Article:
45 – Fifty shades of Brazil
45 – Fifty shades of Brazil

45 – Fifty shades of Brazil

Coloured houses in the Paraiba, mocos (Kerodon rupestris!) under giant boulders, discovering what Niemeyer did, getting just a little wet in the amazonian rainforest and white sheets at sunrise! There are certainly more than fifty shades of Brazil!

Road trip in the Paraiba

For 4 days we go around the state of Paraiba (bigger than Switzerland!) in a rented car, discovering this beautiful region. Our trip brings us through varied landscapes: from sugar cane and corn plantation to secondary rainforest covered hills, a step-like plateau where it clearly rains less and that leads us to amazing rock formations. All this is occasionally interrupted by a huge ranch dotted with white cattle and horses as well as colourful villages each with their own cachaça (a type of rhum) factory. Cachaça – cocktail amateurs know this – belongs to the original recipe of Caipirinha!

A world of sugarcane

We visit the multicoloured town of Areia on top of a region covered with vast tropical vegetation growing on red soil and lots of sugarcane plantations. We stay in an unexpectedly pleasant pousada and have a tour and tasting in the picturesque Cachaçaria of Triunfo. The boys had their share of sugar cane sirup and juices. On top of that, the plantation also produces chocolate…

Brazil’s Devil’s Marbles

Driving south we come across more and more arid areas, staying at altitudes over 400 m, which is rather surprising for the Nordeste of Brazil, which is otherwise rather flat and mostly rain forest and mangroves. What you visit in this region are the different rock formations, one of which is exceptional: the site of Pai Mateus, a geological top site, similar to the Devil’s Marbles in Australia. Gradual removal of the soft sand and clay by erosion has exposed the round boulders, allowing them to be perched on top of one another. As we visit the site at the end of the afternoon, we are spoilt with spectacular colours at sunset.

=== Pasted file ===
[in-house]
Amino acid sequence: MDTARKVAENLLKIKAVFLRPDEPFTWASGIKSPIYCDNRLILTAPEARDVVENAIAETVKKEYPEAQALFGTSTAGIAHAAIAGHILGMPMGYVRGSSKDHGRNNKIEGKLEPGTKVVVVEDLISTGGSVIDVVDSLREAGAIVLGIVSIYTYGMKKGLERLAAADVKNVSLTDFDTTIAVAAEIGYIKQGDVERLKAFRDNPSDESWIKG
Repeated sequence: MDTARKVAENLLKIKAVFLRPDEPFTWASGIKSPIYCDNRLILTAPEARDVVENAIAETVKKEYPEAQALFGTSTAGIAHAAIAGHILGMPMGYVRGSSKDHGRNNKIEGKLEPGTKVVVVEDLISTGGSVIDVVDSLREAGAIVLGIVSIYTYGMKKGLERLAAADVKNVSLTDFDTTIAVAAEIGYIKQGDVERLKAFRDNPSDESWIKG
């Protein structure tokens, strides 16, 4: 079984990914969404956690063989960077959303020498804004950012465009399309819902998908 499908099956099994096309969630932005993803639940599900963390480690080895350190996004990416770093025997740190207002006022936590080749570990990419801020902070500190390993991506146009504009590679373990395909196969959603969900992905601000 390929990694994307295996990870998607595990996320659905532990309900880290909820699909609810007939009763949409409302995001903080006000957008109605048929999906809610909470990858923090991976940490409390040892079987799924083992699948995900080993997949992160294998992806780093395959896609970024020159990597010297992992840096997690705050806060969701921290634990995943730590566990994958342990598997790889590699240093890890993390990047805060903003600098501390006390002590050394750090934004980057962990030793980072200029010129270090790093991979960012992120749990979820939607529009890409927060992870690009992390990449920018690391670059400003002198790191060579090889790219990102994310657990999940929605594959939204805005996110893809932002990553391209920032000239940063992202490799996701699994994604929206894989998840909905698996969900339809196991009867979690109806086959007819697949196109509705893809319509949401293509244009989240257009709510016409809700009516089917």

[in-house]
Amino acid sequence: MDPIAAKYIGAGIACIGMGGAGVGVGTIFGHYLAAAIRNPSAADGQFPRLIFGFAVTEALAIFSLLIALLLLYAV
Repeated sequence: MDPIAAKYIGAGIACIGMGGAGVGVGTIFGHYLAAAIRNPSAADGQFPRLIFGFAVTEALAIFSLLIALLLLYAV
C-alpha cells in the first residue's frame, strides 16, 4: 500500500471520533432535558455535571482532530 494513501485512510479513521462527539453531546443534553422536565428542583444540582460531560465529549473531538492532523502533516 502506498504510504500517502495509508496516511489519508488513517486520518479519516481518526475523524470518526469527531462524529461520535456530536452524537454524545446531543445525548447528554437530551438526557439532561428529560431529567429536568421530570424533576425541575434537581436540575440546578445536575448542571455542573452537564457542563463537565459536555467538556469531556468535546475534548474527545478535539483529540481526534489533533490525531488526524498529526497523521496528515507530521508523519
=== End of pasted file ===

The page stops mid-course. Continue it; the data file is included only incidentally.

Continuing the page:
Mocos and more rocks

We see more rocks the next day, as well as native Indian rock carvings called Pedra d’Inga. Throughout the day, we have our eyes open to see more mocos (rock cavy), fairly large rodents living all over that region. We had seen some the previous day and are eager to see some of these shy animals close up. We do, but unfortunately, despite all efforts we don’t get a good shot. To give you a better idea: https://en.wikipedia.org/wiki/Rock_cavy

The uninterrupted rain on the 4th day makes us drive back to Jacaré Marina quicker than planned, as sightseeing of coasts and beaches are not exactly enjoyable when it’s raining. Hello rainy season!

  • lacke
  • Pai mateus
  • boys
  • rock
  • sunset
  • cactus
  • resto
  • iguana
  • cactus
  • saca de la
  • pool
  • turtoise
  • hut
  • path
  • family
  • meal
  • chicken
  • Inga
  • town
  • dam

Brazils capital

A few days after Alexander’s birthday, which we celebrate in a nice restaurant with a “buffet à discretion” in Joao Pessoa, we take a plane to Brasilia. The chosen pousada (little guesthouse) is very pretty and, at an altitude of 1000 m above sea level, we also enjoy the slightly cooler temperatures! We just have 1 day to see Brazil’s capital and we start with the high TV-antenna which gives us an overview of the town’s impressive structure. We had gotten an idea of the airplane shaped layout when landing the night before… wow!

Brasilias day and night

Where there was nothing at all, Brazil’s capital was planned by several architects and built in less than 4 years. Oscar Niemeyer was the designer of the most oustanding buildings in the city. We are fascinated by the architecture, the design of the city and how fluid the traffic runs through the well thought street plan, that doesn’t allow two-directional roads. But the best thing comes later that day: we drive through the whole city centre by taxi at night. The illuminated buildings are just fabulous!

Change of scenery!

Equipped with hiking shoes, long trousers and light shirts, we fly from Brasilia to Santarem, which is in the Para Region and part of the Amazonian rain forest. We are welcomed in Janicke’s private pousada – a place you want to stay forever. On stilts, the cosy 2-story mini-house has all you need, including its own tarantula or maybe two, monkeys and from time-to-time sloths.

We have nice exchanges with our friendly Norwegian host, who’s been in Brazil for quite a few years. She even shows us how to make her beautiful dreamcatcher mandalas.  


First thing we need to do is buy hammocks because we plan to sleep in the jungle and take the riverboat for 3 nights down to Belém (yes, you need to bring your own hammock!). We take the bus to Santarem and realize that the small village of Alter-do-Chao is really the best place to be when visiting that region. Santarem is a big town, and we didn’t feel the same spirit like in Alter-do-Chao. The village has kind of a hippy-atmosphere with a cute central market place and white sand beaches all around. Before seeing this, I didn’t dream of finding beaches in the middle of the amazon!